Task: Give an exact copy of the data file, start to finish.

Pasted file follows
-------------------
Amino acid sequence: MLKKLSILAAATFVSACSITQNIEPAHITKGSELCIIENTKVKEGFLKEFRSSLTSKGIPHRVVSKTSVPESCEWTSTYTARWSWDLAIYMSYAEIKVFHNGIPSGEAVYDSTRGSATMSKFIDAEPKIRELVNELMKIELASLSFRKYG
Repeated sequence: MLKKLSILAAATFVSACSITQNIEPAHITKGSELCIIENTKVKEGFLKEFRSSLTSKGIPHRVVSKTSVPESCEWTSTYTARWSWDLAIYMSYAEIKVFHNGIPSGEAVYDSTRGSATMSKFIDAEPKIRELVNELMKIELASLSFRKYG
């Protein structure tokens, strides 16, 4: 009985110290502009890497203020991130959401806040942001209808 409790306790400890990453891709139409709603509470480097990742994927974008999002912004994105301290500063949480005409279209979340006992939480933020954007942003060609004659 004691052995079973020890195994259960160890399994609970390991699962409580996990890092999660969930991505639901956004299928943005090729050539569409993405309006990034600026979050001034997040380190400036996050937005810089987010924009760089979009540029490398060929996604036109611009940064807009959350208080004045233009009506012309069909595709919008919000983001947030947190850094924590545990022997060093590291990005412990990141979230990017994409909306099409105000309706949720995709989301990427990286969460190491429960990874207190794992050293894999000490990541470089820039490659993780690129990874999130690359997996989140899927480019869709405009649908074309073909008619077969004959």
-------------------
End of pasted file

Amino acid sequence: MLKKLSILAAATFVSACSITQNIEPAHITKGSELCIIENTKVKEGFLKEFRSSLTSKGIPHRVVSKTSVPESCEWTSTYTARWSWDLAIYMSYAEIKVFHNGIPSGEAVYDSTRGSATMSKFIDAEPKIRELVNELMKIELASLSFRKYG
Repeated sequence: MLKKLSILAAATFVSACSITQNIEPAHITKGSELCIIENTKVKEGFLKEFRSSLTSKGIPHRVVSKTSVPESCEWTSTYTARWSWDLAIYMSYAEIKVFHNGIPSGEAVYDSTRGSATMSKFIDAEPKIRELVNELMKIELASLSFRKYG
């Protein structure tokens, strides 16, 4: 009985110290502009890497203020991130959401806040942001209808 409790306790400890990453891709139409709603509470480097990742994927974008999002912004994105301290500063949480005409279209979340006992939480933020954007942003060609004659 004691052995079973020890195994259960160890399994609970390991699962409580996990890092999660969930991505639901956004299928943005090729050539569409993405309006990034600026979050001034997040380190400036996050937005810089987010924009760089979009540029490398060929996604036109611009940064807009959350208080004045233009009506012309069909595709919008919000983001947030947190850094924590545990022997060093590291990005412990990141979230990017994409909306099409105000309706949720995709989301990427990286969460190491429960990874207190794992050293894999000490990541470089820039490659993780690129990874999130690359997996989140899927480019869709405009649908074309073909008619077969004959």